Brink Lindesy’s book The Age of Abundance: How Prosperity Transformed America’s Politics and Culture is an excellent narrative of the some of the cycles of American thought and politics and masterfully shows how it is that quantitative shifts in general material well-being can create significant qualitative shifts in thought. Brink writes through a lens that applies several of Karl Marx’s materialist and historical categories, but does so in the vein of Max Weber. While this does at times preclude consideration of the economic factors that inform the development of various personal and social agency, I did not find it to be something that was generally overly problematic. I say this as Lindsay writes from the position of an expositor rather than an academic demagogue – something that’d I’d first been concerned about given his relationship to the Cato Institute. The clear breadth of his research into the subject, the warm, friendly tone of his commentary and the analysis which never falls too long into excessive details and the framing of his tale into a form matching Nietzsche’s Birth of Tragedy makes the book for a compelling read on how it is that America’s transition from a fundamentalist, frontier, material culture to an affluent, post-materialist one. For Lindsay, these reactions presage and inform all of our contemporary Culture Wars and furthermore hint at the possibility for a greater reconciliation based upon the libertarian aspirations engendered by a post-scarcity context of material abundance.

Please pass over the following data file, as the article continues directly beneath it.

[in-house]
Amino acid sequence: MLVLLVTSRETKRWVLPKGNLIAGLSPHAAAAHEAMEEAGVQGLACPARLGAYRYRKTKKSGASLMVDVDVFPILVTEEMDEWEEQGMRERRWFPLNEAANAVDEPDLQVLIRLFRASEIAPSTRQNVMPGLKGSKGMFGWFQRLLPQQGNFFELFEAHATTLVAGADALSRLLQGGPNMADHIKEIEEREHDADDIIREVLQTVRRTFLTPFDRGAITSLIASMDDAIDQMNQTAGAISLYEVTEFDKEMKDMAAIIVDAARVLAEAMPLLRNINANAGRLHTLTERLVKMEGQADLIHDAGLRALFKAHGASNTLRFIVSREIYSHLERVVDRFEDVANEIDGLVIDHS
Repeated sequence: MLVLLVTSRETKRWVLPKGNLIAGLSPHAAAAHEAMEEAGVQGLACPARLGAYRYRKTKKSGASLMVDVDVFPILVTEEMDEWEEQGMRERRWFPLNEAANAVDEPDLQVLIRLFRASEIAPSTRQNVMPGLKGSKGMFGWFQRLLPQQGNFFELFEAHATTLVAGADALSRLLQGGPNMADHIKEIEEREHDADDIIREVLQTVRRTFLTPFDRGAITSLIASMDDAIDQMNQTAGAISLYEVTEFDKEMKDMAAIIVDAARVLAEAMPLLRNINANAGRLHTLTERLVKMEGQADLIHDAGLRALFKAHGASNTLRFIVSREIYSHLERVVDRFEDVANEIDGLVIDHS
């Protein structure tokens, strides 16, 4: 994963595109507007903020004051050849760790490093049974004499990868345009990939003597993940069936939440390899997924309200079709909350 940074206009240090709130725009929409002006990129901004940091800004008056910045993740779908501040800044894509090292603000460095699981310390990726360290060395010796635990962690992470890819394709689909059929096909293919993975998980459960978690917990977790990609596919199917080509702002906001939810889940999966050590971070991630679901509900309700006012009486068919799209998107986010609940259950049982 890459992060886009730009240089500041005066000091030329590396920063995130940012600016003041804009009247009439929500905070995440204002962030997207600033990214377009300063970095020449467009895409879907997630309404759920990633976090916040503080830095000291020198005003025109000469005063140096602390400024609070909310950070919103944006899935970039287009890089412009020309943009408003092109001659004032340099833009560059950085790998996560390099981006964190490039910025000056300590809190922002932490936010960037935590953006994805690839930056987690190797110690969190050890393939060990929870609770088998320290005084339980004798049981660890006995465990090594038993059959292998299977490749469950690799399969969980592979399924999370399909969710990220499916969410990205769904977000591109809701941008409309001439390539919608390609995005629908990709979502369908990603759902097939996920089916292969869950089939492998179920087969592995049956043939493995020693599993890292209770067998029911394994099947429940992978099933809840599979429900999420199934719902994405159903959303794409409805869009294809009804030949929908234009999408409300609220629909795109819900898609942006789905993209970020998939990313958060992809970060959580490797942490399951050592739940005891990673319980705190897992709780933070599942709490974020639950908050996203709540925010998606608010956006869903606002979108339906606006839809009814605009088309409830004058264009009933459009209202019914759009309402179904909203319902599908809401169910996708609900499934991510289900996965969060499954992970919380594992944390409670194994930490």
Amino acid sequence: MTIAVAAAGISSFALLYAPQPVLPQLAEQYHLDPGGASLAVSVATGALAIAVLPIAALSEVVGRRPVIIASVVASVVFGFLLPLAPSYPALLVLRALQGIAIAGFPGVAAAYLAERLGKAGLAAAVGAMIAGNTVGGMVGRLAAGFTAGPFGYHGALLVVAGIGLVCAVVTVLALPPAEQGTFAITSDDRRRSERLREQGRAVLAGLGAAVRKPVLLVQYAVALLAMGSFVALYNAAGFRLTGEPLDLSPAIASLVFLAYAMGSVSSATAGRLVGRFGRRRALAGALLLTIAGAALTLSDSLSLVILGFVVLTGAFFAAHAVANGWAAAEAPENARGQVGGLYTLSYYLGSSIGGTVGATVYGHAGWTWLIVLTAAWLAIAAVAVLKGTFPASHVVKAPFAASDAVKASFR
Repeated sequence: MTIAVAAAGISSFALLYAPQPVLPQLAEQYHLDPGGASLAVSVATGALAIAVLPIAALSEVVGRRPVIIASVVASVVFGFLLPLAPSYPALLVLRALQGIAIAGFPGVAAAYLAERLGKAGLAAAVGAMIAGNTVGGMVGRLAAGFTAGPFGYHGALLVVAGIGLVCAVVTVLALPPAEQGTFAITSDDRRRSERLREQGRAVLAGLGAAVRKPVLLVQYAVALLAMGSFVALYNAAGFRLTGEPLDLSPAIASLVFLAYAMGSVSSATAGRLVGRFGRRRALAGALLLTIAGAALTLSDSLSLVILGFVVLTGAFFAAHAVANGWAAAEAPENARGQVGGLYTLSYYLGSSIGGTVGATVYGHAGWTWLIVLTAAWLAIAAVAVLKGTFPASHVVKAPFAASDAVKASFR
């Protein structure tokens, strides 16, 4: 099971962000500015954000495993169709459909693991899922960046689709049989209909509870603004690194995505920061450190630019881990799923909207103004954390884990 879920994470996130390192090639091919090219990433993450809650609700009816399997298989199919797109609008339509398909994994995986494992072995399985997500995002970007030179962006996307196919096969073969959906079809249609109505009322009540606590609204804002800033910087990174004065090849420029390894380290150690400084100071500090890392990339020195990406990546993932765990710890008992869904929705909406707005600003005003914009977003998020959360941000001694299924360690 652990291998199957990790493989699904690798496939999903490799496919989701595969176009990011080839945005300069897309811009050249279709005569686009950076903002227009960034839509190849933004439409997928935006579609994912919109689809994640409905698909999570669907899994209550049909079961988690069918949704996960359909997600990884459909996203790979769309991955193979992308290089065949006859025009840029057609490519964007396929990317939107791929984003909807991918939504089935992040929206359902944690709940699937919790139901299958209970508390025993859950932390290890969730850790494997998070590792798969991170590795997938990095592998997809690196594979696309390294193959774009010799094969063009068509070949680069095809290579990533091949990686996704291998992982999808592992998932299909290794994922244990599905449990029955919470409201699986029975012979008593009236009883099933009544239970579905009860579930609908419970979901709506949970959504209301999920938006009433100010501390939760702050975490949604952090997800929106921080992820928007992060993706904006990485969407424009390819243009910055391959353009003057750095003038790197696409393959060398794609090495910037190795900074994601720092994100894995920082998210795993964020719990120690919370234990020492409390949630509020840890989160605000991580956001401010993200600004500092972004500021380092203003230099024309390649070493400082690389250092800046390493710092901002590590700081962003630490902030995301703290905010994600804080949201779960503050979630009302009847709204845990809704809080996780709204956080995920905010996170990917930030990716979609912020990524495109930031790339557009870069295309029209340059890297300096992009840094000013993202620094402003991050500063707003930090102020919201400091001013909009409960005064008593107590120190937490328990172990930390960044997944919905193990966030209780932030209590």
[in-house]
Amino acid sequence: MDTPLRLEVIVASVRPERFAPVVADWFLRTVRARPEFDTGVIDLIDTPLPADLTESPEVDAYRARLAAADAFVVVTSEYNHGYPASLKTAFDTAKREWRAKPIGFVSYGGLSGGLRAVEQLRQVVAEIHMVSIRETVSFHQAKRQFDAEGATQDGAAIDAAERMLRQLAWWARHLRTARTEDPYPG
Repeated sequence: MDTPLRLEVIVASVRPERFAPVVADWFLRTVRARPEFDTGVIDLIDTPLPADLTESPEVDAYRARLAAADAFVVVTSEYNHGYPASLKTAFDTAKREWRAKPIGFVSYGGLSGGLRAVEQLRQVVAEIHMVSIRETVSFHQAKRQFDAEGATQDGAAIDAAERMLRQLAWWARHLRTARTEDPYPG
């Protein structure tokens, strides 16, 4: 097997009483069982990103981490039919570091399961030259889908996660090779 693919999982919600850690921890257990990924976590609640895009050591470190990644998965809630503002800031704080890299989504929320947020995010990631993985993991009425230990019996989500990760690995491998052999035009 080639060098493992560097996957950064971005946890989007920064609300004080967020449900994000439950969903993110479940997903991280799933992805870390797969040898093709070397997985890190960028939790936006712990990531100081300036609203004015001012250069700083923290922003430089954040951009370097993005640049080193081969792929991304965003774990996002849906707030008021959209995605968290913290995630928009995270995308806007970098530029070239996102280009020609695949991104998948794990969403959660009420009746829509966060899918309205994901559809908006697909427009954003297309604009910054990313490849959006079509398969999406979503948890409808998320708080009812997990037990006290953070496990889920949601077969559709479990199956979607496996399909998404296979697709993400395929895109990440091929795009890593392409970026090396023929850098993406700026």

Scarcity, technological crudity and cultural under-development was a defining feature of 19th and early 20th century America. As America shifted from a society whose production still predominantly consisted of craftsmanship to industrial production there were many significant cultural, social, and economic changes. Agriculture was the primary avocation of many American up until the beginning of the second world war, the number of American’s graduating from high school, going on vacation, with an income that they could dispose on novel consumer goods was all quite small. Prior to World War II, America was still, in phrasing that we would use today, largely a second world country. World War II changed all of that and created such great reserves of wealth among the elite and militancy amongst the workers demanding a portion of it that the government could not overly resist their demands and it was shared. As I hinted at in the above, Lindsay sees the two major responses to such wealth to be Dionysian and an Apollonian, or as he puts it in his words libertarian and conservative. Increased purchasing power and advances in technology, be it in the realm of transportation or in family planning, radically shifted the realm of potential social forms. It became easier than ever for children to leave their homes and the support structures which once kept them in check. The symbolic possibilities for self and group identification multiplied exponentially which, combined with the real threat of potential nuclear annihilation helped engender new forms of “counter culture”.